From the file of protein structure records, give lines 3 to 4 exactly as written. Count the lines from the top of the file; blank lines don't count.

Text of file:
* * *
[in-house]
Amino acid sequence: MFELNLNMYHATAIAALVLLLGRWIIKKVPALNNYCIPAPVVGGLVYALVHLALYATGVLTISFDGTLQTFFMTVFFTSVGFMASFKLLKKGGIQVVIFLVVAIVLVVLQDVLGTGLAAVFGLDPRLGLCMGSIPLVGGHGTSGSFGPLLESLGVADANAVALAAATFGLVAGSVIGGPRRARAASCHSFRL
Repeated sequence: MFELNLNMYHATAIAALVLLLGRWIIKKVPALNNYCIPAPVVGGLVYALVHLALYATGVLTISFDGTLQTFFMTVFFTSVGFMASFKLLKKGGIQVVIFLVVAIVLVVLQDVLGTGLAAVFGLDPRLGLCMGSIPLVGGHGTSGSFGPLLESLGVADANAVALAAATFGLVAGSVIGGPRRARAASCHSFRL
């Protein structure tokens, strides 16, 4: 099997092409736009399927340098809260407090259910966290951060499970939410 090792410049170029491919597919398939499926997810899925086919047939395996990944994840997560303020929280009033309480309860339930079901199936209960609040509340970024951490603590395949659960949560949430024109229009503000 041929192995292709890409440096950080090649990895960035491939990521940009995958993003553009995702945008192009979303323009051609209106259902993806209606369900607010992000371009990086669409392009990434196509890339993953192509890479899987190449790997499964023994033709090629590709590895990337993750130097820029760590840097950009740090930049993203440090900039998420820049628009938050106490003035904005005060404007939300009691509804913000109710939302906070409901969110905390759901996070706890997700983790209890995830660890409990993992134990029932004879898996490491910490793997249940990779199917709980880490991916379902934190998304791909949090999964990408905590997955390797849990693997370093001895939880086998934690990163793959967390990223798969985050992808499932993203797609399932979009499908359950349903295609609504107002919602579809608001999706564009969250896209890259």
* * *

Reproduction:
Repeated sequence: MFELNLNMYHATAIAALVLLLGRWIIKKVPALNNYCIPAPVVGGLVYALVHLALYATGVLTISFDGTLQTFFMTVFFTSVGFMASFKLLKKGGIQVVIFLVVAIVLVVLQDVLGTGLAAVFGLDPRLGLCMGSIPLVGGHGTSGSFGPLLESLGVADANAVALAAATFGLVAGSVIGGPRRARAASCHSFRL
């Protein structure tokens, strides 16, 4: 099997092409736009399927340098809260407090259910966290951060499970939410 090792410049170029491919597919398939499926997810899925086919047939395996990944994840997560303020929280009033309480309860339930079901199936209960609040509340970024951490603590395949659960949560949430024109229009503000 041929192995292709890409440096950080090649990895960035491939990521940009995958993003553009995702945008192009979303323009051609209106259902993806209606369900607010992000371009990086669409392009990434196509890339993953192509890479899987190449790997499964023994033709090629590709590895990337993750130097820029760590840097950009740090930049993203440090900039998420820049628009938050106490003035904005005060404007939300009691509804913000109710939302906070409901969110905390759901996070706890997700983790209890995830660890409990993992134990029932004879898996490491910490793997249940990779199917709980880490991916379902934190998304791909949090999964990408905590997955390797849990693997370093001895939880086998934690990163793959967390990223798969985050992808499932993203797609399932979009499908359950349903295609609504107002919602579809608001999706564009969250896209890259």